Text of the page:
Tuesday, August 4, 2009

Newly released document illuminates Marvel’s 2004 shift in focus to the Avengers

Marvel editor Tom Brevoort recently released a “publishing strategy memo” he wrote for the Marvel Universe line (basically the various Avengers and Fantastic Four titles) in late-2003. The main body of the memo outlines his specific month-by-month plans and ideas for 2004 and is in itself pretty standard and unremarkable stuff.

However, the preamble that Brevoort attached to that information appears to be pretty significant when considered in light of the massive shift that has occurred at Marvel in the interim since the memo was written. The memo was written at the request of Marvel’s new management and Brevoort makes a bold appeal to them that they focus their resources and promotion on his books:

The mainline Marvel U imprint is, I feel, the toughest to manage at this point. There's a specific cache, both in sales and prestige, that comes with the Ultimate or Marvel Knights labels. And X-Men is just X-Men, a sales juggernaut for thirty years. But the mainstream Marvel books, while they form the core of our business, have ended up by virtue of these other initiatives over the past few years as the vanilla of our line. As such, they're at a promotional disadvantage to everything else--Ultimate Hawkeye or Marvel Knights Hawkeye is almost certain to open better than plain old Hawkeye.

Atop that, we've tended to make this a self-fulfilling prophesy in terms of our allocation of talent and resources over the past few years. We've positioned most of our key creators elsewhere, trusting to these books to somewhat take care of themselves. And then, as the sales decay curve increased, there developed a resistance to allocating too much A & E against these titles…

I think that the message that we need to send this year both through content and through our promotional efforts is that the MU is The Real Deal. It's Coke Classic. It's the characters our competitors wish they owned in the shared universe they endlessly try to emulate, done by the best guys in the business. It's not old, it's not irrelevant, it's not tarnished--it's as vibrant and involving a place to immerse yourself as its ever been. This is the backbone of our publishing program, the standard bearer that you skew away from to get an edgy Marvel Knights book or a modernized Ultimate title. Because the Marvel Universe isn't an imprint--it's the whole ball of wax.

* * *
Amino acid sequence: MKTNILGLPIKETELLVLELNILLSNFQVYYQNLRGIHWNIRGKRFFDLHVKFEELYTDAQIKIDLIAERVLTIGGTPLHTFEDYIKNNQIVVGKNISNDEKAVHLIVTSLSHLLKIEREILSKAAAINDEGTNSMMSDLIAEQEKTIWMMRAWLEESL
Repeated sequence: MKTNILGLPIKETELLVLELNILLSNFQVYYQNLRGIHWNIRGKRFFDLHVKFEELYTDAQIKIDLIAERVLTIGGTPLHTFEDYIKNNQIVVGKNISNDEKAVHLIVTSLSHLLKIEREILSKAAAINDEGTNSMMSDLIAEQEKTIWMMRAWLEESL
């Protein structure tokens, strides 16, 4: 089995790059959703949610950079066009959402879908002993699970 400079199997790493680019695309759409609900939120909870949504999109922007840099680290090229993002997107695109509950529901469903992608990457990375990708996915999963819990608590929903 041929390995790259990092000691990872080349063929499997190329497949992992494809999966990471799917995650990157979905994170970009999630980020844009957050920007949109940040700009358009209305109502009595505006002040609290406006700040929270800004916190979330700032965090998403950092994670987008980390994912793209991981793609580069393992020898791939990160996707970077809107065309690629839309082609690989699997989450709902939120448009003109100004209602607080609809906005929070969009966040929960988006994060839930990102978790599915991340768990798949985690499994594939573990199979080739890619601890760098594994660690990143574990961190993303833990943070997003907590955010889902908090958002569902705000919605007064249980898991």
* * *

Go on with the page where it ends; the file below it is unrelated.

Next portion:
At the time that this memo was written the Marvel Universe line, and the Avengers books in particular, were probably going through their most difficult period since they were relaunched in 1997 following the “Heroes Reborn” fiasco. The period in question was certainly the nadir of Brevoort's career as a major group-editor.

The sales and creative situation on just about every book was pretty bad. Kurt Busiek's stint as Avengers writer was long over by this point and Geoff Johns’ run, which Brevoort had personally promoted heavily, had just been severely curtailed by Johns’ exclusive contract with DC. Chuck Austen was the title's next scheduled writer and the fan reaction to his appointment had ranged from apathy to extreme hostility.

The Thor title was in the last gasps of Dan Jurgens’ long run and the acclaim and fan attention was long gone by that point. Captain America had recently been removed from the line and relaunched as a Marvel Knights series, with Brevoort's office launching a secondary Cap title – Captain America and the Falcon by Christopher Priest and Bart Sears - that was a sales disaster from the outset. Iron Man too was in the doldrums creatively and commercially.

Fantastic Four had just emerged from a traumatic period during which Brevoort’s preferred creative team (Mark Waid and Mike Wieringo) had been fired and then rehired by upper management. The battle involved had been a difficult one, played out in public in the comics press and the fallout from it probably contributed to Marvel publisher Bill Jemas' departure from the company. The whole debacle clearly left no-one unscarred and Waid and Wieringo's return was a shortlived one.